"... legally cyclists are entitled to a full lane."
Based upon my cycling days in the 90s, many automobile drivers don't care about that law. And you know who definitely disobeys that law? Dogs. At least outside the city.
Unless it was a quiet road, I didn't bicycle in the middle of the lane. I hugged the right edge. I didn't want to give Neanderthal automobile drivers any more ammo to be irritated. Didn't matter. I still had things thrown at me, and some drivers intentionally drove as close as possible to me.
Within the city, cyclists need to remember that they must obey the laws of the road like automobile drivers, such as stopping at red lights and stop signs.
As much as I would like to bicycle around Toledo especially from West Toledo to downtown, I don't think that I have the nerve today.
A serious distraction exists for automobile drivers today that did not exist in the 90s, at least not to the degree that it exists today. Of course, that's drivers using their cell phones.
From walking my dog around our neighborhood, I'm amazed at the number of drivers who slalom through the side streets with their heads down, viewing their phones. I never trust drivers to stop at stop signs. And some don't, blasting through intersections, zombied by their phones.
Maybe people drive distracted only on small, neighborhood side streets, and they drive focused on the main arteries.
If I wanted to bicycle from the DeVeaux area, located at Sylvania Ave and Douglas Rd, to say Uptown in downtown Toledo, what would be my route? Sylvania Ave, Berdan Ave, Monroe St. I'm guessing that I would stair-step my way to downtown by using a lot of itty–bitty side streets, despite my observation above.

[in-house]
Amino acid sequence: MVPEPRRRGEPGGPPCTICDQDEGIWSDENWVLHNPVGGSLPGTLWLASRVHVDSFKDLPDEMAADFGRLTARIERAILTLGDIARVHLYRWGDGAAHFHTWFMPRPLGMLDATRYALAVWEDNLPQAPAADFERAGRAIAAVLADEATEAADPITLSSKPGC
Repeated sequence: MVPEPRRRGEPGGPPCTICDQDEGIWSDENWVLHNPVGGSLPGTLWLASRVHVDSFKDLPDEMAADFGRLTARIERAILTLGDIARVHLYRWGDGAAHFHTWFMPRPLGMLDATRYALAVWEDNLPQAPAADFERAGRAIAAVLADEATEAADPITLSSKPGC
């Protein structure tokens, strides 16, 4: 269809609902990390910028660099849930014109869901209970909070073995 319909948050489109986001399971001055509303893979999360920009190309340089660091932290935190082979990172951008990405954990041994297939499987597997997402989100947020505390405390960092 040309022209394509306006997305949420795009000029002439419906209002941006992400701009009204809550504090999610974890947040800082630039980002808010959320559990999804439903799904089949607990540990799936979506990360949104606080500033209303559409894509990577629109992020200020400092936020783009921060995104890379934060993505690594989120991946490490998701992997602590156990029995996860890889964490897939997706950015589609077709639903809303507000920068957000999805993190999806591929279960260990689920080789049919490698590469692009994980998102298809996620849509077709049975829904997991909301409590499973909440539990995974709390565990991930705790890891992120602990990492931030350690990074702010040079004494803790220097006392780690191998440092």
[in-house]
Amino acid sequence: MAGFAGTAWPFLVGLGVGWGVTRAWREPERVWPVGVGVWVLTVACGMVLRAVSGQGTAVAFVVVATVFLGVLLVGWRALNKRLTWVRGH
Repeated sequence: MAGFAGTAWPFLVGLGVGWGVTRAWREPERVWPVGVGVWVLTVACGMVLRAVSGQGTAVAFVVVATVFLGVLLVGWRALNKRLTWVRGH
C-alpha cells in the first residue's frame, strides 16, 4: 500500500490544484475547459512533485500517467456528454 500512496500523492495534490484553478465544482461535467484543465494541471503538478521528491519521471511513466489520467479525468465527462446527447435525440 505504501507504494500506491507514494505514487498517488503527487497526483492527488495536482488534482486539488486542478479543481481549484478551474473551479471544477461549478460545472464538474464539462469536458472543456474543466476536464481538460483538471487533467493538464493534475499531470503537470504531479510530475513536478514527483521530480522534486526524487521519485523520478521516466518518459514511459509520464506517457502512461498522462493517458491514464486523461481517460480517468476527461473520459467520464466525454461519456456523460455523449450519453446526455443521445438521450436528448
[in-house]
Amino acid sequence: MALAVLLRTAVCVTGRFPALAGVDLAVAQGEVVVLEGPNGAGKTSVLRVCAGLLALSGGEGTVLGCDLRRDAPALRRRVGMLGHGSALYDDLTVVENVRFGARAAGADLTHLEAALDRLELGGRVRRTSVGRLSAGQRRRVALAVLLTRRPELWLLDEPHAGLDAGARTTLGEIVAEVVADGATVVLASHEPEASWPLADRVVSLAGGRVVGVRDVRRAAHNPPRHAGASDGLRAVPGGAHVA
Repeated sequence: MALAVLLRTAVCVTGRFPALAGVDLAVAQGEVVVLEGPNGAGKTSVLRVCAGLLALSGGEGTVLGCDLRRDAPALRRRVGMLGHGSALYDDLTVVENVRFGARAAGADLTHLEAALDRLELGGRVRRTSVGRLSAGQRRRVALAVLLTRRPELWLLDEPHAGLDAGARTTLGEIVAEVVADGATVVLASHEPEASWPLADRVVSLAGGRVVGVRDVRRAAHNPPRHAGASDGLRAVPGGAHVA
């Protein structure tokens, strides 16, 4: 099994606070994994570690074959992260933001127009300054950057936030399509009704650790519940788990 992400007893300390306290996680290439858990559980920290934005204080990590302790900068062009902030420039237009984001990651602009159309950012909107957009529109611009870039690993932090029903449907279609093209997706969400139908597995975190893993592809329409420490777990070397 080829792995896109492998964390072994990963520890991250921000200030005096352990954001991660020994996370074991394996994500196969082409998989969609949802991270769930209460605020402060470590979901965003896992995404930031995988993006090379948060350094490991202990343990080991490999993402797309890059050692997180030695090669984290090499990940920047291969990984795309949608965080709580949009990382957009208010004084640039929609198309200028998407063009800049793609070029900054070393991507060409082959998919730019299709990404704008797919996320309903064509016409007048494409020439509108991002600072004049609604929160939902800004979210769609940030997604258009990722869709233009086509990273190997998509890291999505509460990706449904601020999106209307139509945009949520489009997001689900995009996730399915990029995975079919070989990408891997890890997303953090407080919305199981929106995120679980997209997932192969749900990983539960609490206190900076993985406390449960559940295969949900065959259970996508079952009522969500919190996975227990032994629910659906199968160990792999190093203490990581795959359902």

I still think that bicycling as a means of transportation has been slow to be accepted in Toledo because Toledo is historically an automobile manufacturing town, which is fine. People enjoy their well-engineered vehicles.
With all of the road construction that has occurred on Toledo's major arteries since 2000, how many miles of bike lanes were added?
The bike sharing idea in Toledo is good. I'm glad that many people are interested in bicycling. I'll let these pioneers pave the way, hopefully not with their faces, to make bicycling more accepted in Toledo. I'll sit on the sidelines and wait a few more years. I'll continue to use walking as my alternate means of transportation.
Side note: Over the past couple years, I've noticed an increase in the number of people using what looks like motorized bicycles. It's an old design. These bicycles contain a small, noisy engine. I think that the rider has the option to switch from using the engine and pedaling or the engine assists with pedaling . I've seen people zip along at a good clip. I wonder if these are DIY hacked bicycles, or if they are bought that way. And do they require a license to operate?